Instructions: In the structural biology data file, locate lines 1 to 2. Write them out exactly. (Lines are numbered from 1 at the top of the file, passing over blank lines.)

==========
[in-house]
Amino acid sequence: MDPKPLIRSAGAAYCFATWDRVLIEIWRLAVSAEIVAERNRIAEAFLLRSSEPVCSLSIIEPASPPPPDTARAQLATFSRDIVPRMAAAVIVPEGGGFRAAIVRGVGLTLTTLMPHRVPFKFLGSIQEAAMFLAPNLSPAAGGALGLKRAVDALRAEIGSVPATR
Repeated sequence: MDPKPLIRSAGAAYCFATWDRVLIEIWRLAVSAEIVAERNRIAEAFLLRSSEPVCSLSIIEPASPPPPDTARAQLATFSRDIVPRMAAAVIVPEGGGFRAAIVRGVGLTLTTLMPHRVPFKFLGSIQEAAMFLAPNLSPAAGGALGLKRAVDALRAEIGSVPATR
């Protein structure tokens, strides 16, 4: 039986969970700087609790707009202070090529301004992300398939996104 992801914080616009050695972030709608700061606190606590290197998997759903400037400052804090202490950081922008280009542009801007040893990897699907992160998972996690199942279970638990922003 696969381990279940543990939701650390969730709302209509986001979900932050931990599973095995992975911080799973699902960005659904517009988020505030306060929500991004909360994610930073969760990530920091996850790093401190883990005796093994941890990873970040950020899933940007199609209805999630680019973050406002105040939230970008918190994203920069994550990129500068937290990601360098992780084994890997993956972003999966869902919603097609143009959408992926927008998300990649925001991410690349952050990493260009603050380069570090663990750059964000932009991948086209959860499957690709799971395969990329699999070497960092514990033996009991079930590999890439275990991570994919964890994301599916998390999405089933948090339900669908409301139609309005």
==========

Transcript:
[in-house]
Amino acid sequence: MDPKPLIRSAGAAYCFATWDRVLIEIWRLAVSAEIVAERNRIAEAFLLRSSEPVCSLSIIEPASPPPPDTARAQLATFSRDIVPRMAAAVIVPEGGGFRAAIVRGVGLTLTTLMPHRVPFKFLGSIQEAAMFLAPNLSPAAGGALGLKRAVDALRAEIGSVPATR